And one of the things that is required for that project (apart from a realistic deadline, and and some kick-ass commitment) is a good automated text-similarity algorithm. not the Text::Similarity types (you would know that if you had something to do with perl), but something on a more fundamental level. Approaches which basically match documents on semantic content. So, I basically experimented with some basic algorithms and here are some results. So whatever I've come up with ain't so promising .. but thats just very basic single nights hacking. If anyone else is interested they can of course use the code. its on the MIT Licencse (i.e.. take the code, and don't blame me if loose your hair and your wife runs away.) Since these are just experiments.. we won't care too much about efficiency of code, but rather on getting there.
So each of the textual matter in question is basically stored in flat out text files with no extra formatting around. Just the post content. so we need a quick and dirty function to read stuff from a file and convert it into a list of non-repeating words. Thats easy enough, if we define a small helper function to split a string on space. (for all those who know the Common Lisp Ansi Spec on the top of your heads, is there a better way to do this?)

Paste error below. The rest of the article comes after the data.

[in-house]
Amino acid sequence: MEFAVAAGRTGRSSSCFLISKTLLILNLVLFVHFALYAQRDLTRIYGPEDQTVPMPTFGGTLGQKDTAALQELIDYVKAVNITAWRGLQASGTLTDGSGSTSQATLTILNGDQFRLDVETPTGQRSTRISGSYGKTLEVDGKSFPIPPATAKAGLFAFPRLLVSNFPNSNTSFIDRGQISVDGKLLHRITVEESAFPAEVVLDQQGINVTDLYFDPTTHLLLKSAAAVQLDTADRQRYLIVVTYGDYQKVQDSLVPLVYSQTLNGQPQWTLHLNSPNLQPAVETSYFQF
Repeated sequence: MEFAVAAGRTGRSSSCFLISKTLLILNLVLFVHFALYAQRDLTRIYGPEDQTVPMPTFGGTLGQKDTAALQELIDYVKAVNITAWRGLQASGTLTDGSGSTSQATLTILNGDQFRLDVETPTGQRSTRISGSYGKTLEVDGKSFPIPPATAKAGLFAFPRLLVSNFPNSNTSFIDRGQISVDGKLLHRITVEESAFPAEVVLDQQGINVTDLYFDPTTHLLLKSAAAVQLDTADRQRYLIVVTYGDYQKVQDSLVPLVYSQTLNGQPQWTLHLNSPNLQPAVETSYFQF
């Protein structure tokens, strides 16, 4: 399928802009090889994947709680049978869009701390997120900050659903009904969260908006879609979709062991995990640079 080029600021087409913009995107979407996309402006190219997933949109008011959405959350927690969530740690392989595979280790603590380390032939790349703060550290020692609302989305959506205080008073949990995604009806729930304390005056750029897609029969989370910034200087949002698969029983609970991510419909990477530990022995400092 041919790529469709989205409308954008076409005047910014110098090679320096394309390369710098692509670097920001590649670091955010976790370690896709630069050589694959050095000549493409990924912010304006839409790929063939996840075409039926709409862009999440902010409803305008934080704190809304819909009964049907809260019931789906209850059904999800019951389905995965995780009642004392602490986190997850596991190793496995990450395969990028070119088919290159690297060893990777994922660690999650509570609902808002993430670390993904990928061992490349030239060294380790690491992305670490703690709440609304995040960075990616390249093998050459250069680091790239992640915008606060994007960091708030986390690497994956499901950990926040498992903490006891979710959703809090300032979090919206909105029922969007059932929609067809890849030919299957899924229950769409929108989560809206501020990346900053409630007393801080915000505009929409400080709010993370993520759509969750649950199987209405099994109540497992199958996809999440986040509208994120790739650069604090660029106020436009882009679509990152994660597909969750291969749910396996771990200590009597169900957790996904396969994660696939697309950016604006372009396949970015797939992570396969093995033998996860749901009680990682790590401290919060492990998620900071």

so here is the splitter function.
(defun split-on-space (input-string)
"splits the input string on space into a list of strings"
(let ((old-pos 0) (inspace nil) (ret ()))
(loop for char across input-string
for position from 0
if (or (not (graphic-char-p char)) (char= #\Space char))
do (unless inspace
(setq inspace t)
(if (eql old-pos position) (values)
(push (subseq input-string old-pos position) ret)))
do (when inspace
(setq inspace nil)
(if (eql old-pos position) (values)
(setq old-pos position)))
(progn (unless inspace
(push (subseq input-string old-pos) ret))
well, now that we can successfuly split strings into their component words, assuming they are seperated by spaces. (usually they are not, but this will have to do for now), we can write our function which swallows a file whole and gives us a list of words occuring in the file.
(defun read-from-file (filename &key (remove-small t))
"reads a text file and splits it into a list of words"
(with-open-file (file filename :direction :input)
(do ((line (read-line file nil) (read-line file nil))
((null line) (nreverse words))
(dolist (word (split-on-space line))
(if (and remove-small (> (length word) 3))
(push word words))))))
Since we are assuming its primarily textual data (kadhai in local-speak), its safe to assume the data is line oriented. (note-to-self : a better way would be to read that into a string buffer and then split-on-space the stringbuffer). Also, there is this small key value remove-small which by default is set to t. remove-small is a small flag which decides if words of length lesser than 3 are included or not. the default value of 't' is not such a wise idea, as I learnt later. The reason being most geek-speak and abbreviations are 3 lettered (eg: C++, AST, GC, SCM, DOS, WIN,NIX). So, reading this way would perform badly on textual content with a degree of code in them (like this one).
Since its a really good idea to generate a frequency table and we can easily combine that with the process of removing repeated words. So to get the job done quick and dirty, I am using an a-list here, but for larger sets a hash table would give better peformance.